30-Jul-2011 08:39, SONY DSC-S950, 5.6, 23.2mm, 0.01 sec, ISO 160


30-Jul-2011 17:49, Nokia N97 mini, 2.8, 5.2mm, 0.03 sec, ISO 141

The next day, we went to the gate, but did not cross it; instead, we stayed on the lodge’s premises and sat in a watch tower made out of sticks (as unstable as it seemed, it was still solid enough to climb up and sit down for a while on). After a few minutes, 20 village children came out of the forest and came right up to the gate – most of the kids just looked up at us in curiosity but a few started demanding birrs (the currency used in Ethiopia). We barely had anything on us this time and even if we did, 20 kids was just too many to handle.

When we kept shaking our heads and saying no, they became aggressive and a bit violent, picking up sticks and stones and throwing them at us! At this point, I was so glad I was on the right side of the fence – I actually got frightened and had to run back to our lodge! As sad as I am for these poor kids, they behaved like savages and felt like they had a right to receive things from foreigners. This attitude should not be tolerable, but maybe tourists giving handouts are to blame for their bad behavior?


31-Jul-2011 11:50, Nokia N97 mini, 2.8, 5.2mm, 0.001 sec, ISO 107


31-Jul-2011 11:37, Nokia N97 mini, 2.8, 5.2mm, 0.001 sec, ISO 107


31-Jul-2011 11:46, Nokia N97 mini, 2.8, 5.2mm, 0.002 sec, ISO 100

All in all, this lodge was wonderful, the surroundings were beautiful, the air was fresh, the animals were fun to watch, but just be careful if you want to cross the fence, not only of the village kids but also of all the cow dung spread out over every 2 inches of the terrain! Bring good shoes!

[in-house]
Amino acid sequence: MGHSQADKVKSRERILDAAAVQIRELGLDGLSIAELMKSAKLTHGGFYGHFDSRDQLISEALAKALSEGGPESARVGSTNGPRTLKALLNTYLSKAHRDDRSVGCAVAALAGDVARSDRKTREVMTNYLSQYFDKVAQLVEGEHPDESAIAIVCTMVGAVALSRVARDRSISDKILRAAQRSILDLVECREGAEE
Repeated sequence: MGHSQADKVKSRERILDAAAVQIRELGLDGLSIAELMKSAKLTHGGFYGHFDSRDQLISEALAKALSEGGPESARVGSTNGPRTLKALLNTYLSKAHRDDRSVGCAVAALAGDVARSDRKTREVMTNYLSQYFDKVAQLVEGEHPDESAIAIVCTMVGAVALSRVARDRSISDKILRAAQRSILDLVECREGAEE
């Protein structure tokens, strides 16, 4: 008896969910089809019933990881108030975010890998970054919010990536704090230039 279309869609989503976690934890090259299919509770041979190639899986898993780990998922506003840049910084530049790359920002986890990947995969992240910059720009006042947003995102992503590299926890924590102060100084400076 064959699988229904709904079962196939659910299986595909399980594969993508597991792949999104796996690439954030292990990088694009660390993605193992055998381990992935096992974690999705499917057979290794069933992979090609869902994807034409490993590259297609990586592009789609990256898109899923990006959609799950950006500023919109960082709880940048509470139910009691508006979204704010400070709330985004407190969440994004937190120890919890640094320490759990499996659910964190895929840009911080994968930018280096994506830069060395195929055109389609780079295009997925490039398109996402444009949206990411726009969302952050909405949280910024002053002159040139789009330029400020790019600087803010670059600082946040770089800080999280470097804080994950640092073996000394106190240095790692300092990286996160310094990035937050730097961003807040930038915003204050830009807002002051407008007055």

If you want to see how most Ethiopians live and if you are tired of the big city of Addis, I highly recommend a few days at Bishangari Lodge – the service is friendly and polite, the serenity is very relaxing, however, the food is extremely pricy by Ethiopian standards and you won’t have a choice but to eat there (about $25 US for a full course meal for one person) Lawn chairs are available to sit on by the lake, and massages are also available for an extra fee.

The trip back was good, our driver from GETTS was waiting at the parking for us. There was however a misunderstanding, because we told him to pick us up at check out time which is noon, but for Ethiopians, they have a different time system, this meant 5-6 am for him, so he was there waiting for us since the early day! However, no harm was done and he was very understanding, but we felt so bad for the guy!

The “tour”, including the 8 hours of transportation in a nice SUV, with as many stops as you require to take pictures or have things explained, plus one night’s stay at the Bishangari lodge cost a total of $390 US for 2 people. The food is not included so be sure to bring extra cash. At the end, we tipped our driver $20 US as he had to wait for us for more than 5 hours in the morning! Expensive trip, but well worth it.